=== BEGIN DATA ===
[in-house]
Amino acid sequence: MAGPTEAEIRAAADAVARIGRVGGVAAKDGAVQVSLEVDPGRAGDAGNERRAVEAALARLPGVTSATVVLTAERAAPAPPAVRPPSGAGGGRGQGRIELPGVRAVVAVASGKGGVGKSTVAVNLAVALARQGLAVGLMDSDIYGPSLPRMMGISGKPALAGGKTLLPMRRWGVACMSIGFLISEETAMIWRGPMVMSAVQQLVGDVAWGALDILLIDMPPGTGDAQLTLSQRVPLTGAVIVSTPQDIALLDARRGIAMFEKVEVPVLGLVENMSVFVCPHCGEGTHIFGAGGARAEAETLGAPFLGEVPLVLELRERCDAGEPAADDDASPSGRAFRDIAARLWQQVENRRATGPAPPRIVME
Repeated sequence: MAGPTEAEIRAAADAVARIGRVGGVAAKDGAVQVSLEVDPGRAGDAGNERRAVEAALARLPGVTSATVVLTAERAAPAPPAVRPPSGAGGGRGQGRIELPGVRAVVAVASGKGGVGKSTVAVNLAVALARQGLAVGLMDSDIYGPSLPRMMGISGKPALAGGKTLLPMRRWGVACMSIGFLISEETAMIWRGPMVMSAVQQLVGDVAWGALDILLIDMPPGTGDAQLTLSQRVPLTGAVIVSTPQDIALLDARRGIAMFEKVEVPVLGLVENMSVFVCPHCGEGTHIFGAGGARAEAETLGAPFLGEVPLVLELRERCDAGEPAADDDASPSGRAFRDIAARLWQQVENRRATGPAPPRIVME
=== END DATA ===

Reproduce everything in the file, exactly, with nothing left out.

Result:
[in-house]
Amino acid sequence: MAGPTEAEIRAAADAVARIGRVGGVAAKDGAVQVSLEVDPGRAGDAGNERRAVEAALARLPGVTSATVVLTAERAAPAPPAVRPPSGAGGGRGQGRIELPGVRAVVAVASGKGGVGKSTVAVNLAVALARQGLAVGLMDSDIYGPSLPRMMGISGKPALAGGKTLLPMRRWGVACMSIGFLISEETAMIWRGPMVMSAVQQLVGDVAWGALDILLIDMPPGTGDAQLTLSQRVPLTGAVIVSTPQDIALLDARRGIAMFEKVEVPVLGLVENMSVFVCPHCGEGTHIFGAGGARAEAETLGAPFLGEVPLVLELRERCDAGEPAADDDASPSGRAFRDIAARLWQQVENRRATGPAPPRIVME
Repeated sequence: MAGPTEAEIRAAADAVARIGRVGGVAAKDGAVQVSLEVDPGRAGDAGNERRAVEAALARLPGVTSATVVLTAERAAPAPPAVRPPSGAGGGRGQGRIELPGVRAVVAVASGKGGVGKSTVAVNLAVALARQGLAVGLMDSDIYGPSLPRMMGISGKPALAGGKTLLPMRRWGVACMSIGFLISEETAMIWRGPMVMSAVQQLVGDVAWGALDILLIDMPPGTGDAQLTLSQRVPLTGAVIVSTPQDIALLDARRGIAMFEKVEVPVLGLVENMSVFVCPHCGEGTHIFGAGGARAEAETLGAPFLGEVPLVLELRERCDAGEPAADDDASPSGRAFRDIAARLWQQVENRRATGPAPPRIVME